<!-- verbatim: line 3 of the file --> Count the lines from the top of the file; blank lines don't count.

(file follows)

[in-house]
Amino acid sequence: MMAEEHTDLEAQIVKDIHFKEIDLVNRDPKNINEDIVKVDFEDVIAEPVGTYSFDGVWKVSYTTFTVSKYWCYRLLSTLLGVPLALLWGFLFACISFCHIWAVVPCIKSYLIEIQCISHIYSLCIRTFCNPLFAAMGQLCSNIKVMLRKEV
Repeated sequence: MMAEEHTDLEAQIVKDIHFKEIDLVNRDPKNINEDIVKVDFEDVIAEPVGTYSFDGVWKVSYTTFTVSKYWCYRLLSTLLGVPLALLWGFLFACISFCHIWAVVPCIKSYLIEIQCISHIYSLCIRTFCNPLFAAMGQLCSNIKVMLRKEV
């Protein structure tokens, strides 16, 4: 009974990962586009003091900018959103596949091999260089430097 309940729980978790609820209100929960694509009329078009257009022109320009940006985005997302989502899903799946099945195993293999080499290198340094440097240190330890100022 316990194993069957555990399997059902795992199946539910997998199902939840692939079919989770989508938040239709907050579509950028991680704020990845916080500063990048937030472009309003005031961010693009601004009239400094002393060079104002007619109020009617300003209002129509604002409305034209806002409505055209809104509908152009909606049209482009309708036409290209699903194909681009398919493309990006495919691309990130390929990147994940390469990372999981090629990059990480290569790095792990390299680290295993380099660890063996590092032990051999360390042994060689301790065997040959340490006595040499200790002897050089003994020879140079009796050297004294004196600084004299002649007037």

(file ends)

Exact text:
Repeated sequence: MMAEEHTDLEAQIVKDIHFKEIDLVNRDPKNINEDIVKVDFEDVIAEPVGTYSFDGVWKVSYTTFTVSKYWCYRLLSTLLGVPLALLWGFLFACISFCHIWAVVPCIKSYLIEIQCISHIYSLCIRTFCNPLFAAMGQLCSNIKVMLRKEV